Why It Can Be a Very Bad Idea to Call the Police on a Suicidal Person

The police in America have killed mentally ill suicidal people after breaking into their homes, and this latest case where it could have happened to whistleblower Chelsea Manning is another reminder of this. It’s better to try to contact friends or family that care instead.

Shortly after Chelsea Manning posted what appeared to be two suicidal tweets on May 27, police broke into her home with their weapons drawn as if conducting a raid, in what is known as a “wellness” or “welfare check” on a person experiencing a mental health crisis. Manning, a former Army intelligence analyst turned whistleblower and U.S. Senate candidate, was not at home, but video obtained by The Intercept shows officers pointing their guns as they searched her empty apartment.

The footage, captured by a security camera, shows an officer with the Montgomery County Police Department in Bethesda, Maryland, knocking on Manning’s door. When no one responds, the officer pops the lock, and three officers enter the home with their guns drawn, while a fourth points a Taser. The Intercept is publishing this video with Manning’s permission.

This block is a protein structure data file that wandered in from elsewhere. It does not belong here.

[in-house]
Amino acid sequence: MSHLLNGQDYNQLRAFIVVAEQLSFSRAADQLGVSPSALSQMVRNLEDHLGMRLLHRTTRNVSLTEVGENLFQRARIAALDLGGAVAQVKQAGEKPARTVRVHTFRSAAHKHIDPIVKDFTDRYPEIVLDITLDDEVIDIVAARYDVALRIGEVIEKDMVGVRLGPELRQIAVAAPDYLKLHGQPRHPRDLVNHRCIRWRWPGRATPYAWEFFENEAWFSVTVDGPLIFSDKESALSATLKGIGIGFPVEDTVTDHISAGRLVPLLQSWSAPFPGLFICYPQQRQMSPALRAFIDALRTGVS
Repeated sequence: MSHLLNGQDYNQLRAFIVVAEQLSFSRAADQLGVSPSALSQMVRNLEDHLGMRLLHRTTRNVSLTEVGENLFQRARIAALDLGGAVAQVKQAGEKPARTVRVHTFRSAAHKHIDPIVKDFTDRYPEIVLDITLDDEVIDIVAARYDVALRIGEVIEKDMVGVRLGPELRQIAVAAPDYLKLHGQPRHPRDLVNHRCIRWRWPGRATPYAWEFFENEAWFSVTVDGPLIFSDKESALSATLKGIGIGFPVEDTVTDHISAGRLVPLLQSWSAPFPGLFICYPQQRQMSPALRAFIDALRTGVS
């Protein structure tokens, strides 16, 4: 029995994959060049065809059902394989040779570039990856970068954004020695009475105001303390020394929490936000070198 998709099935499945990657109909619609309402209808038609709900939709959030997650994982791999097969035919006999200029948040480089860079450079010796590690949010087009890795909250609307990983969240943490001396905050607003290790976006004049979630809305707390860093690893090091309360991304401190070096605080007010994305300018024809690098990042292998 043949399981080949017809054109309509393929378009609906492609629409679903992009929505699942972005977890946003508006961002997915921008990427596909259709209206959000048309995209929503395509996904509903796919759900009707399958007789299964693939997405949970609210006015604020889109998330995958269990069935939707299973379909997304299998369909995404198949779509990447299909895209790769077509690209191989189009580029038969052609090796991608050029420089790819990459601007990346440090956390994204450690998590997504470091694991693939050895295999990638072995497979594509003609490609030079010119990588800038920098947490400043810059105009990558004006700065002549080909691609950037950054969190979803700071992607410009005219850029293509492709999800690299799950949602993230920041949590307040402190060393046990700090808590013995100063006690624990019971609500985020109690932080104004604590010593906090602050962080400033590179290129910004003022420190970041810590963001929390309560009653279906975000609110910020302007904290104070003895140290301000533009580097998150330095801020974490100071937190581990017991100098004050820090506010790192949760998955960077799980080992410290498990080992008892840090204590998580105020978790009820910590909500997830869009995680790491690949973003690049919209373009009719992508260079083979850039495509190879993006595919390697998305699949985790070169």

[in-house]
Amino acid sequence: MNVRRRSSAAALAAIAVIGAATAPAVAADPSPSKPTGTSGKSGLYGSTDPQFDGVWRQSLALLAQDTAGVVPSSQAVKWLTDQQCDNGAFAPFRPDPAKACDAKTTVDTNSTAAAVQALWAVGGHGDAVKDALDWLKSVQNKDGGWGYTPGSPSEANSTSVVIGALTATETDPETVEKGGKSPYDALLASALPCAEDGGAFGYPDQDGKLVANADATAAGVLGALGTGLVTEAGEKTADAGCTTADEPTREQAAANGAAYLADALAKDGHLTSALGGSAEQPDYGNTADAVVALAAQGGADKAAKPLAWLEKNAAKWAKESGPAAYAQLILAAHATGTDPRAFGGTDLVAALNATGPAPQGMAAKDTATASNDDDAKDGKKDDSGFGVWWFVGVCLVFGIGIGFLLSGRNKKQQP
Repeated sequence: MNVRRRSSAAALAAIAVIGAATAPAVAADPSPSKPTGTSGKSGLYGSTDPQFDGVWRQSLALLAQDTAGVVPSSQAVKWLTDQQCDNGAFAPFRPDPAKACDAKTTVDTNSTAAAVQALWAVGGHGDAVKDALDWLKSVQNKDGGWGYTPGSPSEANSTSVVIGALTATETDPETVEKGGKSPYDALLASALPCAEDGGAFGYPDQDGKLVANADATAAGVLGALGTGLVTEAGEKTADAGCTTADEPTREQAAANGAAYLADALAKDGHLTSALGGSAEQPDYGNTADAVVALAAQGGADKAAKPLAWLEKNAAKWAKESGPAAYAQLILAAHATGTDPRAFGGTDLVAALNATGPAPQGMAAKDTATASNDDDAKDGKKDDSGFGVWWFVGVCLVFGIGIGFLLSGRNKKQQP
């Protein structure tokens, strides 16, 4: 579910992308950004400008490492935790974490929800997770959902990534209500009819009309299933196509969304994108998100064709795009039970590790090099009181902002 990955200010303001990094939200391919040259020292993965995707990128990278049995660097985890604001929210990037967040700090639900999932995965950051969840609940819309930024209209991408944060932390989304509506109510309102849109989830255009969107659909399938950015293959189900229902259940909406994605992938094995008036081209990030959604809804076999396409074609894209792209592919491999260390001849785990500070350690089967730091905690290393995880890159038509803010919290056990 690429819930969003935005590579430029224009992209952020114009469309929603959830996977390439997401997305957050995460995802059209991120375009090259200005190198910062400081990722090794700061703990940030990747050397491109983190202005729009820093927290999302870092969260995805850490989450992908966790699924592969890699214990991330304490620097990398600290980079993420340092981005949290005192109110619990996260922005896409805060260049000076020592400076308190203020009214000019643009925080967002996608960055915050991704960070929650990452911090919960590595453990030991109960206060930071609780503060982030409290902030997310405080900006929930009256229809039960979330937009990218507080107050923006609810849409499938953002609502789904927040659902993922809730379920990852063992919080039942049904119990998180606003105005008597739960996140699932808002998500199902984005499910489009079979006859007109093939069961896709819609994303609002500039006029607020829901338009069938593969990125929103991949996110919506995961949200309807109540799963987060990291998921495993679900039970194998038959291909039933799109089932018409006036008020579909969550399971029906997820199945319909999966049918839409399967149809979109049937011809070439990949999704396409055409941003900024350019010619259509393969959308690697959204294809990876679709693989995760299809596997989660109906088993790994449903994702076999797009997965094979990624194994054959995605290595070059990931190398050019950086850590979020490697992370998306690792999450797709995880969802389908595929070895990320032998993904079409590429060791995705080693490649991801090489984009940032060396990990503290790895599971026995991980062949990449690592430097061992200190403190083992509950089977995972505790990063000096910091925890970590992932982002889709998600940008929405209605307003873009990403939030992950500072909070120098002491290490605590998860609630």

“This is what a police state looks like,” Manning said. “Guns drawn during a ‘wellness’ check.”

Welfare checks like this, usually prompted by calls placed to 911 by concerned friends or family, too often end with police harming — or even killing — the person they were dispatched to check on.

Manning was out of the country at the time of the incident, said Janus Cassandra, a close friend who was on the phone with her that night. “If Chelsea had been home when these cops arrived with guns drawn, she would be dead.”

[…]